Sunday, July 19, 2015

Microsoft's Coherence Premium Imbalance

After reading this week’s article on the Coherence Premium and the case studies on Southwest and GE, I couldn’t help but think of about Microsoft and its unsuccessful foray into the mobile phone market.  Microsoft, which dominates the personal and business software operating systems market, is a software juggernaut.  According to Forbes magazine, “It (Microsoft) has 95% market share in the productivity software market, 75% share in the operating system market and approximately 75% share in the server software market.”[i]  While sticking to what it knows best, Microsoft also has made attempts to build on its software operating name brand to launch a engine capability with Bing to compete with Google. While this may seem daunting, the move made sense considering that Bing would be the default search engine for all Microsoft software users.  Microsoft’s decision to create a search engine capability could be considered an “efficiency of scale value” within the four values created from coherence according to the “Coherence Premium” article we read this week.  Although creating a search engine may have been an effort to take on Google, Microsoft was still sticking to what they were good at (software development) and further developing features and capabilities associated with that software.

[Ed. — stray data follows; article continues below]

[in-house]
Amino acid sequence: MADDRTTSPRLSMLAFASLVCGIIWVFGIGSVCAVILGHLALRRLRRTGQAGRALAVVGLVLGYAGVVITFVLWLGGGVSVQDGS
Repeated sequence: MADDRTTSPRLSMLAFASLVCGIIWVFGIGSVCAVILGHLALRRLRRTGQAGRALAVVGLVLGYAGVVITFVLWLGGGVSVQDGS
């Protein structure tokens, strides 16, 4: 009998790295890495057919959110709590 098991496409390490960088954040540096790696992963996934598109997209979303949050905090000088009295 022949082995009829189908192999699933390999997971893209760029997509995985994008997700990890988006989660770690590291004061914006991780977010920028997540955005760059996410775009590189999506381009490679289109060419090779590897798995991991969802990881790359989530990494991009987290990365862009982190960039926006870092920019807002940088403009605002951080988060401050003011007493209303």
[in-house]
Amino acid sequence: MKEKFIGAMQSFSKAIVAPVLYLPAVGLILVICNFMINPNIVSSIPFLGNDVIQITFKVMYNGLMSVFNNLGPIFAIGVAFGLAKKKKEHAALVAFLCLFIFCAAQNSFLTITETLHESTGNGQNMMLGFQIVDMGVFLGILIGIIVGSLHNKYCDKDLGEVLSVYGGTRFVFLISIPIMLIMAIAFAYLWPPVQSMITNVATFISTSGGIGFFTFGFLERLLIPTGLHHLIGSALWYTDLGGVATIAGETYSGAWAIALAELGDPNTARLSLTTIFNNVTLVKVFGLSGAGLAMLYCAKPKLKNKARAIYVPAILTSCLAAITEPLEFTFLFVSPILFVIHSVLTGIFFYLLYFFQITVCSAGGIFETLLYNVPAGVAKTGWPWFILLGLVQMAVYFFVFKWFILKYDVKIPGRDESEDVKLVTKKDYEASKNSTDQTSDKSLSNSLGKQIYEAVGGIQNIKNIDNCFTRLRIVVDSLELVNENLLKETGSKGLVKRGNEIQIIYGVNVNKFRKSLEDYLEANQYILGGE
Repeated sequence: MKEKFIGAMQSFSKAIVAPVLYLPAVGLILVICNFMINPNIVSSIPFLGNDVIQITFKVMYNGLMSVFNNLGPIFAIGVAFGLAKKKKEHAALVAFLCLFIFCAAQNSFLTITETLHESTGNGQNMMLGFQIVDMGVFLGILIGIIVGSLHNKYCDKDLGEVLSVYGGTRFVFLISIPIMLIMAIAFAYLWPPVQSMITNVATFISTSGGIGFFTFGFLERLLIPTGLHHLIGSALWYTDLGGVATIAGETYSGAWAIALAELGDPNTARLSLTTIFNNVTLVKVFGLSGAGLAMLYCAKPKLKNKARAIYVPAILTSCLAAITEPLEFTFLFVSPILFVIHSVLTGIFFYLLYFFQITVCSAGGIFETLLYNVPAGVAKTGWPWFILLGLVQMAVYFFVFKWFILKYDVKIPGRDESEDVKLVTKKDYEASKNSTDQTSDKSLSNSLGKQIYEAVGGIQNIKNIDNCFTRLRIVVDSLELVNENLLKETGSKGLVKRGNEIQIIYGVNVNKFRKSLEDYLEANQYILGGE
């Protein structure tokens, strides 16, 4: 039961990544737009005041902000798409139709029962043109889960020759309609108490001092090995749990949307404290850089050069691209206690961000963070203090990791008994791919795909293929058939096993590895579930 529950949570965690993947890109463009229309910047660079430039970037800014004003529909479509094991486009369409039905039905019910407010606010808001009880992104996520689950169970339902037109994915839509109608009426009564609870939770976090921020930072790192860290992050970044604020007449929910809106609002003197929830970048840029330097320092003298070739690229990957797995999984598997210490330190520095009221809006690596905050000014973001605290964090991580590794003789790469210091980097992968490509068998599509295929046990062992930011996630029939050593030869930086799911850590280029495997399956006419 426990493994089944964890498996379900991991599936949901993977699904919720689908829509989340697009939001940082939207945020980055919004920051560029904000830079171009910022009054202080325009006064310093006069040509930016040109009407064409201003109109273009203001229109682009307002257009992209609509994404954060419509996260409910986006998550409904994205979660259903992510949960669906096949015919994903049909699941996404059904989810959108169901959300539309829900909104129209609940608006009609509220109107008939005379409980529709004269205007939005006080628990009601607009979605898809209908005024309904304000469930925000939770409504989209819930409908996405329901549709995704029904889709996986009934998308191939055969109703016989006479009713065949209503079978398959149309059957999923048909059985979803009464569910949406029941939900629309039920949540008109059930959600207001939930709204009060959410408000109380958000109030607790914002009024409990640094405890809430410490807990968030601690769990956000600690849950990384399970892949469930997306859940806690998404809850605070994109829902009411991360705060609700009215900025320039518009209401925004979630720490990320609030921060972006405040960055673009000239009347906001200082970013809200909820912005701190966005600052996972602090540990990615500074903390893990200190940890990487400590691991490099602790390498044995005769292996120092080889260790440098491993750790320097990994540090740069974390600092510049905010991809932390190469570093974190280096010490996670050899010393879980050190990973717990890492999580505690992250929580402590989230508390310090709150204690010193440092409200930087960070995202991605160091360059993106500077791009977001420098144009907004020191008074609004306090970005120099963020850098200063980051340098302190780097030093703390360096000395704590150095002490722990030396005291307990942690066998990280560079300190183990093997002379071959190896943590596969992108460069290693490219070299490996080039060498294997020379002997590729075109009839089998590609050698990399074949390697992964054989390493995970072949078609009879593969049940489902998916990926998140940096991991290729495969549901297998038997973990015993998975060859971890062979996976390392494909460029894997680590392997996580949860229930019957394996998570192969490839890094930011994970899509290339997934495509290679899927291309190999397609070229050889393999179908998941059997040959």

On the flip side, in an effort to compete with Google (Android) and Apple (IPhone), who have come to dominate the mobile phone operating system market, Microsoft severely miscalculated its purchase of a struggling Nokia company.  To begin with, Microsoft was way too late in entering the market.  In addition, the decision appeared to have been made in haste as it was made by Steve Ballmer, the Microsoft CEO, just prior to his departure from the company.    In articles written at the time of purchase, statements were made by Microsoft advising the decision was made to purchase Nokia “ to accelerate its challenge to the dominance of Apple and Google.”[ii]  To me this statement makes be believe that Microsoft did not properly figure out how it would compete in the market, and instead made the decision more out of desperation.  I believe that Microsoft did not clearly understand the market.  I don’t think they knew what they were going to sell and to whom, what capabilities they needed and how they were going to get into the market.  Because the market was already dominated by Google and Apple, most App developers built their Apps with those operating systems in mind.  It also didn’t help that Microsoft Windows 8 PC software deployment was panned by many of its loyal customers.  Therefore tying Windows 8 software to their mobile phone deployment didn’t help with phone sales either. 

While Microsoft is not entirely getting out of the mobile market, today, we see Microsoft’s new CEO working towards getting Microsoft back into coherence.  Microsoft appears to be “divesting” itself of its Nokia gamble. Just this week, Microsoft CEO Sayta Nadella, announced another round of cuts to the company, most of which associated with its mobile hardware business.   

[i] An Overview Why Microsoft is worth $42 a share. (2013, January 9). Retrieved July 18, 2015, from

[ii] Williams, Christopher. “Microsoft buys Nokia mobile business to challenge Apple and Google.” (2013, September 9). Retrieved July 19m 2015, from

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